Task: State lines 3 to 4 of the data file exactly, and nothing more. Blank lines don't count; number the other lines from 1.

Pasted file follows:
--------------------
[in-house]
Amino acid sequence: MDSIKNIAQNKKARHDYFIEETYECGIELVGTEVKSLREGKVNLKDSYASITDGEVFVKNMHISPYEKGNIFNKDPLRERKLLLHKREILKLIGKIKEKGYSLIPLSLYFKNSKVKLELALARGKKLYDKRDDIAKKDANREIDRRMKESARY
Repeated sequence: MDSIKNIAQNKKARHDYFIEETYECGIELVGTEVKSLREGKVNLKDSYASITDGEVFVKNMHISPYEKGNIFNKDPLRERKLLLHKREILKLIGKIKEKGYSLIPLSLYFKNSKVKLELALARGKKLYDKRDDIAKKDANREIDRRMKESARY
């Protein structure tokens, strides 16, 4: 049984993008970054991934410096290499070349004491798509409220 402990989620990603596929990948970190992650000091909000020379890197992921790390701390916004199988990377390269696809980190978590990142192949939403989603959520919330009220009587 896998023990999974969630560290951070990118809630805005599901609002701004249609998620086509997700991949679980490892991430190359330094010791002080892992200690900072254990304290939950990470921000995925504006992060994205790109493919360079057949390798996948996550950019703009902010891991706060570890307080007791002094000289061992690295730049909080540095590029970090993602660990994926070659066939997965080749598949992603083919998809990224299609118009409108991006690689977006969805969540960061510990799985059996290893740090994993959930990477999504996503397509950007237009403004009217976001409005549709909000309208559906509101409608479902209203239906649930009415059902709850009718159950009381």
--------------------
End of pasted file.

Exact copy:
Repeated sequence: MDSIKNIAQNKKARHDYFIEETYECGIELVGTEVKSLREGKVNLKDSYASITDGEVFVKNMHISPYEKGNIFNKDPLRERKLLLHKREILKLIGKIKEKGYSLIPLSLYFKNSKVKLELALARGKKLYDKRDDIAKKDANREIDRRMKESARY
């Protein structure tokens, strides 16, 4: 049984993008970054991934410096290499070349004491798509409220 402990989620990603596929990948970190992650000091909000020379890197992921790390701390916004199988990377390269696809980190978590990142192949939403989603959520919330009220009587 896998023990999974969630560290951070990118809630805005599901609002701004249609998620086509997700991949679980490892991430190359330094010791002080892992200690900072254990304290939950990470921000995925504006992060994205790109493919360079057949390798996948996550950019703009902010891991706060570890307080007791002094000289061992690295730049909080540095590029970090993602660990994926070659066939997965080749598949992603083919998809990224299609118009409108991006690689977006969805969540960061510990799985059996290893740090994993959930990477999504996503397509950007237009403004009217976001409005549709909000309208559906509101409608479902209203239906649930009415059902709850009718159950009381």